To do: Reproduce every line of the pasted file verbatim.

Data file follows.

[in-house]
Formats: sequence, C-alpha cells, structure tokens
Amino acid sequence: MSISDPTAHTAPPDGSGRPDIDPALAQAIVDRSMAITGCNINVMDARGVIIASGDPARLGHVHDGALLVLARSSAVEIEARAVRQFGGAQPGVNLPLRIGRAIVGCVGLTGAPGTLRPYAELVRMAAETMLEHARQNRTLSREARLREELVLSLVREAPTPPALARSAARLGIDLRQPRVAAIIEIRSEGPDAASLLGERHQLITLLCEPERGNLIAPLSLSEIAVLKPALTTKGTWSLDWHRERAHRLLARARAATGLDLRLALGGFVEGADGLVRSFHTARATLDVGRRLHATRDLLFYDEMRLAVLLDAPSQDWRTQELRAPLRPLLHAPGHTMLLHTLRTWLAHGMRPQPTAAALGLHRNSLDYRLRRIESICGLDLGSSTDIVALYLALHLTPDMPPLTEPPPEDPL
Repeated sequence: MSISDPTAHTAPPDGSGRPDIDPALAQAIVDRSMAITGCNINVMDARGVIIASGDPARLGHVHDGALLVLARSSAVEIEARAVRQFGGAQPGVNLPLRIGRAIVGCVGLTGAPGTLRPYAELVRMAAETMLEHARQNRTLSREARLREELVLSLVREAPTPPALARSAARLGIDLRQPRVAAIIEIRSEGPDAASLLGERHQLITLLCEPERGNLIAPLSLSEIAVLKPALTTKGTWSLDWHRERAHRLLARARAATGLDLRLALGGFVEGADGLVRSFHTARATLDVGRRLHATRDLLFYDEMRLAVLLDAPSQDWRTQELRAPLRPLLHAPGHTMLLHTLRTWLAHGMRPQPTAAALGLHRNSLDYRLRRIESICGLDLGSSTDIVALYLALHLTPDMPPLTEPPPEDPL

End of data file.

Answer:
[in-house]
Formats: sequence, C-alpha cells, structure tokens
Amino acid sequence: MSISDPTAHTAPPDGSGRPDIDPALAQAIVDRSMAITGCNINVMDARGVIIASGDPARLGHVHDGALLVLARSSAVEIEARAVRQFGGAQPGVNLPLRIGRAIVGCVGLTGAPGTLRPYAELVRMAAETMLEHARQNRTLSREARLREELVLSLVREAPTPPALARSAARLGIDLRQPRVAAIIEIRSEGPDAASLLGERHQLITLLCEPERGNLIAPLSLSEIAVLKPALTTKGTWSLDWHRERAHRLLARARAATGLDLRLALGGFVEGADGLVRSFHTARATLDVGRRLHATRDLLFYDEMRLAVLLDAPSQDWRTQELRAPLRPLLHAPGHTMLLHTLRTWLAHGMRPQPTAAALGLHRNSLDYRLRRIESICGLDLGSSTDIVALYLALHLTPDMPPLTEPPPEDPL
Repeated sequence: MSISDPTAHTAPPDGSGRPDIDPALAQAIVDRSMAITGCNINVMDARGVIIASGDPARLGHVHDGALLVLARSSAVEIEARAVRQFGGAQPGVNLPLRIGRAIVGCVGLTGAPGTLRPYAELVRMAAETMLEHARQNRTLSREARLREELVLSLVREAPTPPALARSAARLGIDLRQPRVAAIIEIRSEGPDAASLLGERHQLITLLCEPERGNLIAPLSLSEIAVLKPALTTKGTWSLDWHRERAHRLLARARAATGLDLRLALGGFVEGADGLVRSFHTARATLDVGRRLHATRDLLFYDEMRLAVLLDAPSQDWRTQELRAPLRPLLHAPGHTMLLHTLRTWLAHGMRPQPTAAALGLHRNSLDYRLRRIESICGLDLGSSTDIVALYLALHLTPDMPPLTEPPPEDPL